How Dont'a Hightower Keyed Patriots Defensive Turnaround

New England Patriots LB Dont'a Hightower
New England Patriots LB Dont'a Hightower
Photo: USA Today Sports Images

NFL Week 9 - All throughout the offseason, the consensus belief on the New England Patriots was that their defense would return to glory and help prop up an offense littered with uncertainty. Between their approaches to free agency and the draft, as well as getting Dont'a Hightower back after he opted out last season, it was easy to understand why everyone bought into that idea.

It took a little bit of time to get there, but Bill Belichick's defense is coming together the way we all thought it would. Over the past month, the Patriots' defense has clawed its way from 11th in DVOA (good, but not enough) all the way to fifth, producing increasingly better DVOA performances week after week over that span.

Like anything, there is no one answer for the Patriots' return to defensive glory. Part of the equation is the new star power up front. Outside linebacker Matt Judon has been everything the team hoped for and more when they signed him during the free-agency period, while rookie defensive tackle Christian Barmore seems to get better every week and is on a warpath to making the All-Rookie squad. The Patriots did not have a playmaker of their caliber at either spot last season.

New England is also getting quality play from non-star players in the secondary, as they often do. Safety Adrian Phillips has continued to play well near the line of scrimmage and underneath area. Myles Bryant, a 2020 undrafted free agent, has stepped up as a sound defender and feisty tackler. With those guys holding it down as "glue" pieces while cornerback J.C. Jackson follows opponents' No.1 receivers, the secondary has really come together even with Stephon Gilmore now out of the picture.

My favorite part of any Belichick defense, however, is the linebacker play. Getting Hightower back in the lineup and back into shape as a couple of role players have stepped up has done wonders for the middle of this Patriots defense. Hightower had to knock off some rust during the early portion of the year, but with two months of play now under his belt, he has returned almost entirely to form.

The hallmark of Hightower's game is how he sees and takes on blocks. Hightower is quick to read out plays, as are all the other top linebackers, but nobody hits offensive linemen like Hightower. All 260 pounds of his frame are behind every single hit he delivers up front.

Hightower (54) effectively plays two gaps on this play. At the snap of the ball, defensive end Lawrence Guy (93) slides into the play-side B-gap (between the guard and tackle) and defensive tackle Carl Davis (98) falls back into the back-side A-gap (between the guard and center). Both the play-side A-gap and C-gap (outside the tackle) are open, the latter in part because Carolina brings a lead blocker around. Hightower flies out of his stance and pops the left guard back a step, which helps take away the A-gap before easily removing himself from the off-balance guard to work into the free C-gap.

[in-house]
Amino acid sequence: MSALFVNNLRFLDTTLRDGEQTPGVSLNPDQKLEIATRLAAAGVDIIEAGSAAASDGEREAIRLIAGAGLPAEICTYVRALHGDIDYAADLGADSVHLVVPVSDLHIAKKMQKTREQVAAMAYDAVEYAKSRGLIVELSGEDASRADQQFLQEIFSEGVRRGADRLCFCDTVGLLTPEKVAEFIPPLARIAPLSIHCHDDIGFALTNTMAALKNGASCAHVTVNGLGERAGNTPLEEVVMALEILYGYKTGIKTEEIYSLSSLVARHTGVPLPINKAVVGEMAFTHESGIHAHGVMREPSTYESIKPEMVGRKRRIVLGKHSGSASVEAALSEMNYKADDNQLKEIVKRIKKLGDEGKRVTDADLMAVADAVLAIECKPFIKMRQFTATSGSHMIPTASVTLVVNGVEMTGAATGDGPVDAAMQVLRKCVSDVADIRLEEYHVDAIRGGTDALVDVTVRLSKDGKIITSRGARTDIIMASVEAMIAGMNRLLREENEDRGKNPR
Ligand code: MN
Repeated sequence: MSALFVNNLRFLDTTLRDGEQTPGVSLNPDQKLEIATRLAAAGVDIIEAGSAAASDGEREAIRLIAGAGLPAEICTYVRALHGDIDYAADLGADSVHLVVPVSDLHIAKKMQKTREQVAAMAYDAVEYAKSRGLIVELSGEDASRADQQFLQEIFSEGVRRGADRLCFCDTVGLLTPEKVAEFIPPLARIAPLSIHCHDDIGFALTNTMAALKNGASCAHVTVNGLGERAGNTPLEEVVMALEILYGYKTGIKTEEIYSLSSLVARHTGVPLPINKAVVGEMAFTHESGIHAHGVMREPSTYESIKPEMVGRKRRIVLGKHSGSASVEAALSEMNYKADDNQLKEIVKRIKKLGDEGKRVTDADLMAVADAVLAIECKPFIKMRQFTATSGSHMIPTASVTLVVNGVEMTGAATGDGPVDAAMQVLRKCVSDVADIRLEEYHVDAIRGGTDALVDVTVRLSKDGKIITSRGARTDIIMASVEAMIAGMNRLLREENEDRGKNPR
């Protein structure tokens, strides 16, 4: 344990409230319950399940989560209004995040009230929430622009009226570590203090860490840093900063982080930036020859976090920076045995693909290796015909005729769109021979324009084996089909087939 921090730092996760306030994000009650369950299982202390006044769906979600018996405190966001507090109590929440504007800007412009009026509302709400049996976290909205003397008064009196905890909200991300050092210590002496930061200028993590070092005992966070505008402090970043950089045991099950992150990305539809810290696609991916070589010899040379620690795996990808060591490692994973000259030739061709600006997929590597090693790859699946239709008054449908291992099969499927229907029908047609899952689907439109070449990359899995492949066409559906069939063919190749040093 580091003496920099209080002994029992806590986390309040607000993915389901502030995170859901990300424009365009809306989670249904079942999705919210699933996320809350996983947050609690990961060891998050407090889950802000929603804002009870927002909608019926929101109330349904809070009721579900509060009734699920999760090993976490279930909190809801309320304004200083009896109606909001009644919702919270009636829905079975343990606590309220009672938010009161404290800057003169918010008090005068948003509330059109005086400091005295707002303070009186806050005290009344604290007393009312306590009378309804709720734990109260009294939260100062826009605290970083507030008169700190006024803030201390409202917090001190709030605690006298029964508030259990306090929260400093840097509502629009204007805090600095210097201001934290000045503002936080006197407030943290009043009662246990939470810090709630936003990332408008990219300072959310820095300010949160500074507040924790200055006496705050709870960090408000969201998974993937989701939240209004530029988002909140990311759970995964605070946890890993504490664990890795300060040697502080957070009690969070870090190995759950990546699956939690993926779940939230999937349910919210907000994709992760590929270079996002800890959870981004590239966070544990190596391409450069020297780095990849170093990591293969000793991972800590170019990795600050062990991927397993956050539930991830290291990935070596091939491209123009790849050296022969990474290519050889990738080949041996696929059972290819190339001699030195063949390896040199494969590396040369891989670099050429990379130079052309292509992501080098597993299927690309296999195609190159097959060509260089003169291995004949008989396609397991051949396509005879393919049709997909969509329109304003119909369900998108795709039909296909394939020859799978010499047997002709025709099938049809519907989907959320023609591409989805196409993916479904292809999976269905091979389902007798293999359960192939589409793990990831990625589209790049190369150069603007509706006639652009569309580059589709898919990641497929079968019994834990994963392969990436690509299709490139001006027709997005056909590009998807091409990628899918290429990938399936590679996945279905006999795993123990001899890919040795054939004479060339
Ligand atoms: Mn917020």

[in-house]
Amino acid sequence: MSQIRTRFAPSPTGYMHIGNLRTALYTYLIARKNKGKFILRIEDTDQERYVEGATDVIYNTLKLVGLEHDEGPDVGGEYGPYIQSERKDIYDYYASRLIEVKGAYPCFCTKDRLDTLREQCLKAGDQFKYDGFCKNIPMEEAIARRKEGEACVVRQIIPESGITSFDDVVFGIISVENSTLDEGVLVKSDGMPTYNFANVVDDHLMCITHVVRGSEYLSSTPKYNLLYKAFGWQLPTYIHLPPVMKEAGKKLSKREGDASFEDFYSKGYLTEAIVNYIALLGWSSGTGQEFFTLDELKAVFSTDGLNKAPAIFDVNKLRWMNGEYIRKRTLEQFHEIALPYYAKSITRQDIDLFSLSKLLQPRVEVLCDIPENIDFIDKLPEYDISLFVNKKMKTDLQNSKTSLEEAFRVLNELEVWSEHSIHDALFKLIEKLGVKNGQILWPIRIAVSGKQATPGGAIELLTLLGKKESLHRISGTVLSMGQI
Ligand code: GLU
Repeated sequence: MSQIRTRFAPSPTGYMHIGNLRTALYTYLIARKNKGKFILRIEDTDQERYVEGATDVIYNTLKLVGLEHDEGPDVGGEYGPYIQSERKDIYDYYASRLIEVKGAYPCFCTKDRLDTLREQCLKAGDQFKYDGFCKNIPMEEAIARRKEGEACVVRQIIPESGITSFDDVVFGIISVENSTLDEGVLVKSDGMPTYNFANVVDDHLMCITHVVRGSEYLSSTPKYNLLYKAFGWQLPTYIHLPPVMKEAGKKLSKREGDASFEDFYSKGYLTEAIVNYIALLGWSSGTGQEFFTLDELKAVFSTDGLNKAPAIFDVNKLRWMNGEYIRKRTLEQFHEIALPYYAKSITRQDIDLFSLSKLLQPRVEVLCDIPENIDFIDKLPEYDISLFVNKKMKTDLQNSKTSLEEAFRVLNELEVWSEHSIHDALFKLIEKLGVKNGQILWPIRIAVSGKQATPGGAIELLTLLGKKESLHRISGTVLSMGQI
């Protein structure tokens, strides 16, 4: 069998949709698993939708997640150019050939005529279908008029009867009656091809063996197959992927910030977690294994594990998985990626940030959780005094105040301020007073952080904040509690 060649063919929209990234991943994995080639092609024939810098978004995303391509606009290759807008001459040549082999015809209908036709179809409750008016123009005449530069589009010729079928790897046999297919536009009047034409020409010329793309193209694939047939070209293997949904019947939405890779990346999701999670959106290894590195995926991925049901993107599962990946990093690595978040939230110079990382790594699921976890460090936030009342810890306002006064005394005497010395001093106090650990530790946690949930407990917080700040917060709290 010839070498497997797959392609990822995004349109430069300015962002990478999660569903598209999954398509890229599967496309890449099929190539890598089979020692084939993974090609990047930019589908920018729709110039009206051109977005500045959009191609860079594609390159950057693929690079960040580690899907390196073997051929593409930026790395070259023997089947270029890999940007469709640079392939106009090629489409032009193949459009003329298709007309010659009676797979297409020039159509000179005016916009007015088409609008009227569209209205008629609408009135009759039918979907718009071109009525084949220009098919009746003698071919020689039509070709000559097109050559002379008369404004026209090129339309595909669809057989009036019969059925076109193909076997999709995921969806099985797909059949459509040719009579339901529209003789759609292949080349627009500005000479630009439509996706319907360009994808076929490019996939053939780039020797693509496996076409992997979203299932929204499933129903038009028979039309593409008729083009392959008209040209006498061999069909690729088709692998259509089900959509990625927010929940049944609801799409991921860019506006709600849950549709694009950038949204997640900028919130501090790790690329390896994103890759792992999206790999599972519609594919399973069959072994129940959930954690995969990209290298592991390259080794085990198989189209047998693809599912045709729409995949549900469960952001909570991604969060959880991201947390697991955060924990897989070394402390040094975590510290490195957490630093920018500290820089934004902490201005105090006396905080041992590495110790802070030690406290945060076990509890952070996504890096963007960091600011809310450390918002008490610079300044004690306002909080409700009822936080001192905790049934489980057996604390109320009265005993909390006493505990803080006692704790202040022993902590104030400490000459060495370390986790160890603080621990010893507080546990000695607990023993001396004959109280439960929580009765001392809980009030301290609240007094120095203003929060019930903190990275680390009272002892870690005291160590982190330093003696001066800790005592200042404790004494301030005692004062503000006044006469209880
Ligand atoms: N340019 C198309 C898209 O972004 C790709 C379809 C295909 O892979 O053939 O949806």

On this rep, Hightower's effort is not as integral to the result of the play because everyone else also does their jobs, but you can see how powerful he is when taking on blocks and how much horizontal space he helps cover. Hightower again comes screaming forward right at the snap, allowing him to meet the left tackle at the line of scrimmage and knock him back a yard. The high-powered Hightower collision even helps bump Barmore (90) back into the running back and take away every inch of space. Hightower plays every rep that he can with this intensity.

And of course, Hightower is still putting in work on the edge. Hightower, Kyle Van Noy, and Jamie Collins (more on him later) have all been workable pieces on the edge for the Patriots, and it has gone a long way in keeping their defensive personnel and structure varied.

The Panthers bring a second tight end (Tommy Tremble, 82) across the formation to get a double team with some momentum on Hightower, but it does not matter. Part of that is because of how well Hightower engages with the first tight end (Ian Thomas, 80). By knocking him right off the snap, Hightower weakens the double-team effect the Panthers are aiming for because Thomas is trying to recover from the initial hit. Despite the double team, Hightower holds his ground, regains his balance after the second blocker hits him, and works horizontally while keeping his outside arm free to force the runner back inside. That kind of strength and command from both an off-ball spot and edge alignment is hard to come by.

Hightower is not the only linebacker in New England's front who brings the hammer, either. All of them do to different extents, but Hightower's primary off-ball companion, Ja'Whaun Bentley, plays like a psycho when he triggers towards the line of scrimmage and takes on blocks. Though not as heavy as Hightower, Bentley brings the same fiery energy. Offensive linemen never get an easy second-level block against this pair.

This play is nothing special, but it highlights the value in the Patriots' linebackers fitting with the speed and physicality that they do. Carolina is running duo and wants to get double teams on both the A-gap player (between the center, Sam Tecklenburg, 68, and the right guard, Trent Scott, 78) and the C-gap player (outside the tackle, Taylor Moton, 72). The whole point of duo is to hold those double teams for as long as possible and generate upfield movement, but Bentley's run fit makes that tough.